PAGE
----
Directed By: Sergio Leone
Starring: Robert De Niro, James Woods, Elizabeth McGovern
Tag line: "As boys, they said they would die for each other. As men, they did"
Trivia: The U.S. distributor reportedly failed to file the proper paperwork so that Ennio Morricone's score, regarded as one of his best, could be put up for nomination for an Academy Award
There was a stretch of about six months in the late '80s when I watched Sergio Leone's Once Upon a Time in America every single week, which had my family and friends questioning my sanity. How could I repeatedly sit through a 229-minute movie, they asked, especially one that no longer held any surprises for me? Of course, those posing such questions had never seen the film.
Once Upon a Time in America is the story of a group of street-wise kids who went after their share of the American Dream they only way they knew how. Starting at an early age, running errands for local New York crime bosses in the 1920s, David “Noodles” Aaronson (Robert DeNiro) and his friends, Max (James Woods), Patsy (James Hayden) and Cockeye (William Forsythe), soon blazed a trail into the world of organized crime. Aside from owning and operating a successful nightclub, where the booze continued to flow during the dark days of prohibition, the four also hired themselves out as hit men, usually handling jobs set up by gangster Frankie Minaldi (Joe Pesci). But when Max plans a daring, highly dangerous robbery, Noodles gets nervous, setting in motion a chain of events that will alter their lives forever.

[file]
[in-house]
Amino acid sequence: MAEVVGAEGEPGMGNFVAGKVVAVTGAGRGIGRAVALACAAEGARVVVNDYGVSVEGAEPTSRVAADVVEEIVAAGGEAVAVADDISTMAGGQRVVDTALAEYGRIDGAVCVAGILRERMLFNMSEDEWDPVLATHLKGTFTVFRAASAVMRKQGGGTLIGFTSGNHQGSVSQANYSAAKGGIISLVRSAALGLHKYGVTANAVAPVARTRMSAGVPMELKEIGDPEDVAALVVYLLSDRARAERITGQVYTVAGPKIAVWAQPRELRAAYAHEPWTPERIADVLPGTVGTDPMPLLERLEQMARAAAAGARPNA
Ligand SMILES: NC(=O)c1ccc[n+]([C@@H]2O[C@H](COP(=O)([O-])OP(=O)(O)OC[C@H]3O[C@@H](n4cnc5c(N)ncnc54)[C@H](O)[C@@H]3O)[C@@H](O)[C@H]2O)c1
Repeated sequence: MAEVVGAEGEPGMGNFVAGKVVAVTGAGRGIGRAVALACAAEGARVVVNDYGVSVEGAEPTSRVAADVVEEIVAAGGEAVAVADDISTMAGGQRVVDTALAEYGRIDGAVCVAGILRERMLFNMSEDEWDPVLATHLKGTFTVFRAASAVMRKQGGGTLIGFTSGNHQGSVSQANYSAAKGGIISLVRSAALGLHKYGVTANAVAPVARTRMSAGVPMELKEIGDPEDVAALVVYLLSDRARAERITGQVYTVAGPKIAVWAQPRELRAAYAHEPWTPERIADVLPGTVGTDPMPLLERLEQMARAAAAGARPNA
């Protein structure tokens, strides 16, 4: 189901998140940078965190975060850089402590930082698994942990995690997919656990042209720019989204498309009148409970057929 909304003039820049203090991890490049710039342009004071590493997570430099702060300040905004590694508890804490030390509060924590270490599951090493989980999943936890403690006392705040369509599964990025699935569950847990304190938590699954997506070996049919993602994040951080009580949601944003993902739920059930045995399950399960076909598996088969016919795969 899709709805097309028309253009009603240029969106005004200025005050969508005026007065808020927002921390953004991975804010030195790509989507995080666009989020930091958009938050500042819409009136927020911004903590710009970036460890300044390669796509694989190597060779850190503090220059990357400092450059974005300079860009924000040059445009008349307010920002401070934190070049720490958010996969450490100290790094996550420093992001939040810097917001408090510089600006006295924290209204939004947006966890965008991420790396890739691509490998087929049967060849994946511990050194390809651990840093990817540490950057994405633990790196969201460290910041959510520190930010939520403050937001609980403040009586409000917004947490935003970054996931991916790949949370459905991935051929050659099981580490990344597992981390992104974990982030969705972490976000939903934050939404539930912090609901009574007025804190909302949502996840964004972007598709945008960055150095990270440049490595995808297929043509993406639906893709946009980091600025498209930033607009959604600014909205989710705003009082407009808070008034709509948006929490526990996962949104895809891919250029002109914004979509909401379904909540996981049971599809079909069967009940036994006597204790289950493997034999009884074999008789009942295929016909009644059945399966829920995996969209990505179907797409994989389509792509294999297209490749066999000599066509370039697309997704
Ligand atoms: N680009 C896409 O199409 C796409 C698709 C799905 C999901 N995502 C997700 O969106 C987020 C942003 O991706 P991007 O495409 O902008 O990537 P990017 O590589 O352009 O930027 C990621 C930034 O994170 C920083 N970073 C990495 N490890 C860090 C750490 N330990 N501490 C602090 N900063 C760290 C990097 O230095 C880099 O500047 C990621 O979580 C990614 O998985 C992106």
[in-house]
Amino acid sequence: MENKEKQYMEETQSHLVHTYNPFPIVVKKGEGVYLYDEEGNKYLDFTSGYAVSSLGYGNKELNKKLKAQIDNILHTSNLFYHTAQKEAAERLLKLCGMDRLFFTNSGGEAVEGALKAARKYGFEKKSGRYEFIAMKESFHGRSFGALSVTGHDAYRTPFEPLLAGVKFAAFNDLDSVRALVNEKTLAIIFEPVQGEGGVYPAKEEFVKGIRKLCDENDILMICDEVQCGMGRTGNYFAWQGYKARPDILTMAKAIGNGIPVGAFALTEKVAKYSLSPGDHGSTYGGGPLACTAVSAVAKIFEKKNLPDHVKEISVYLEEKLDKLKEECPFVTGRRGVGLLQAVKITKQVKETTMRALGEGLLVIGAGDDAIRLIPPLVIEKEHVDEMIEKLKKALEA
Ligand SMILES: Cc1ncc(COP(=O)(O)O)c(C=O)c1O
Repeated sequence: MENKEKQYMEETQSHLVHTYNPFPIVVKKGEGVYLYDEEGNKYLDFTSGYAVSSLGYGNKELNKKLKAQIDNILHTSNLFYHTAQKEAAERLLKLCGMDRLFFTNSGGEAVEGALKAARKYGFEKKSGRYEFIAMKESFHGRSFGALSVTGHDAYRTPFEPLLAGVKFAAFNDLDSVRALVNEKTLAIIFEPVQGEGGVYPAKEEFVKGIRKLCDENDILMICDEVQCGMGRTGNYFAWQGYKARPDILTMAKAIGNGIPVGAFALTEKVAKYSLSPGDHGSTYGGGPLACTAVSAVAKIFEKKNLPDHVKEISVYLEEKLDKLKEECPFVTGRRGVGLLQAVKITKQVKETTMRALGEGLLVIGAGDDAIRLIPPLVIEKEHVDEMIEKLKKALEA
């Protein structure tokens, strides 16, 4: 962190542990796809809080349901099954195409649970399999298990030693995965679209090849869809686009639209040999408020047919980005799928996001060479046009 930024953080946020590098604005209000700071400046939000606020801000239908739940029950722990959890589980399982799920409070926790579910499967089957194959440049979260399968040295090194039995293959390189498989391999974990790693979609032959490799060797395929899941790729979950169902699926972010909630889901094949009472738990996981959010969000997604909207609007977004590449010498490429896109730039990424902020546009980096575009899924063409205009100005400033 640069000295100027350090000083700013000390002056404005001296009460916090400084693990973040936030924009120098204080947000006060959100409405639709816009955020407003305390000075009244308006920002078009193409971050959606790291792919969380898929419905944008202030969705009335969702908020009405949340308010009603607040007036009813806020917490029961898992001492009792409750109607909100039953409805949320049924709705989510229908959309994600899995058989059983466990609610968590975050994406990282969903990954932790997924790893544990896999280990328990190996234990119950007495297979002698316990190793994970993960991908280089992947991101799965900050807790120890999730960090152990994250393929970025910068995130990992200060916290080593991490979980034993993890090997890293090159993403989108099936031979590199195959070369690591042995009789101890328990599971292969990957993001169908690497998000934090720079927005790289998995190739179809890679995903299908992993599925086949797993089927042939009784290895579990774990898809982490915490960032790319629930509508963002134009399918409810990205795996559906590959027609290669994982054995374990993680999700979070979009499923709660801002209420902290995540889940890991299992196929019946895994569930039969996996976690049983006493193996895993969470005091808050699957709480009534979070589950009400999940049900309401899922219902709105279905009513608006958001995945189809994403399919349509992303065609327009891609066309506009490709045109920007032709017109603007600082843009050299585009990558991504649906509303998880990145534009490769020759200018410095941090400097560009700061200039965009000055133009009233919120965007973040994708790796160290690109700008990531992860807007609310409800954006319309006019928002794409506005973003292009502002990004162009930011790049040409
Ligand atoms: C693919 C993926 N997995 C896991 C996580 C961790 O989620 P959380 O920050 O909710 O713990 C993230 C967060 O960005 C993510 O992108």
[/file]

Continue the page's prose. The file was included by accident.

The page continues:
Once Upon a Time in America is an extraordinary motion picture, from the way Leone follows his characters' meteoric rise in the criminal underworld to its stunning re-creation of early 20th century America, captured so vividly by cinematographer Tonino Delli Colli. The score composed by Ennio Morricone is among his finest ever, often relying on the gentle sound of a solitary flute to speak for the wounded souls of the film's protagonists. There are quiet, special moments, like when a young Noodles (played by Scott Tiler) peers at Deborah (Jennifer Connelly) through a peephole as she practices her dancing, or when Max meets Noodles outside the prison gates, a light rain adding a sense of melancholy to an otherwise happy reunion. There’s even magic in the violence, which Leone handles with his usual gusto. Once Upon a Time in America is a movie to cherish, a true work of art, and to dedicate nearly four hours to such a film is, in my opinion, a small sacrifice to make.
I think it was Roger Ebert who once said “No good movie is too long, and no bad movie is short enough”. Check out Once Upon a Time in America, and you'll know exactly what he means.